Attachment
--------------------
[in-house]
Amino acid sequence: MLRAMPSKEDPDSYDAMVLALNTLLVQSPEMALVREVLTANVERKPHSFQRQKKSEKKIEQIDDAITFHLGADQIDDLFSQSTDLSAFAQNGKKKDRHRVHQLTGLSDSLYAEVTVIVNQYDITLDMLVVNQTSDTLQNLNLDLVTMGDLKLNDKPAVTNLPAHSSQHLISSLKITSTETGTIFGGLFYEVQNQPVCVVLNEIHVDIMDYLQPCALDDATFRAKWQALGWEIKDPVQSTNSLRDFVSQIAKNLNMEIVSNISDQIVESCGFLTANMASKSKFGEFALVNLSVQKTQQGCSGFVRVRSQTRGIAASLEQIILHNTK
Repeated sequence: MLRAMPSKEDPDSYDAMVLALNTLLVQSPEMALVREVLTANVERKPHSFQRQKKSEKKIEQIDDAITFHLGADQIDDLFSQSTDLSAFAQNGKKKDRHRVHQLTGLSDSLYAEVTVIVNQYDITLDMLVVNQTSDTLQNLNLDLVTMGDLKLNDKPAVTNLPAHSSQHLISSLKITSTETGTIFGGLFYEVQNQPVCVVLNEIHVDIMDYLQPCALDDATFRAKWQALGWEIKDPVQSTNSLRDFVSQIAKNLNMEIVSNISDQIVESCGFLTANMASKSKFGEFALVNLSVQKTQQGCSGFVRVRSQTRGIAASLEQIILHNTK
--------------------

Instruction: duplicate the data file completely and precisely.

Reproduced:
[in-house]
Amino acid sequence: MLRAMPSKEDPDSYDAMVLALNTLLVQSPEMALVREVLTANVERKPHSFQRQKKSEKKIEQIDDAITFHLGADQIDDLFSQSTDLSAFAQNGKKKDRHRVHQLTGLSDSLYAEVTVIVNQYDITLDMLVVNQTSDTLQNLNLDLVTMGDLKLNDKPAVTNLPAHSSQHLISSLKITSTETGTIFGGLFYEVQNQPVCVVLNEIHVDIMDYLQPCALDDATFRAKWQALGWEIKDPVQSTNSLRDFVSQIAKNLNMEIVSNISDQIVESCGFLTANMASKSKFGEFALVNLSVQKTQQGCSGFVRVRSQTRGIAASLEQIILHNTK
Repeated sequence: MLRAMPSKEDPDSYDAMVLALNTLLVQSPEMALVREVLTANVERKPHSFQRQKKSEKKIEQIDDAITFHLGADQIDDLFSQSTDLSAFAQNGKKKDRHRVHQLTGLSDSLYAEVTVIVNQYDITLDMLVVNQTSDTLQNLNLDLVTMGDLKLNDKPAVTNLPAHSSQHLISSLKITSTETGTIFGGLFYEVQNQPVCVVLNEIHVDIMDYLQPCALDDATFRAKWQALGWEIKDPVQSTNSLRDFVSQIAKNLNMEIVSNISDQIVESCGFLTANMASKSKFGEFALVNLSVQKTQQGCSGFVRVRSQTRGIAASLEQIILHNTK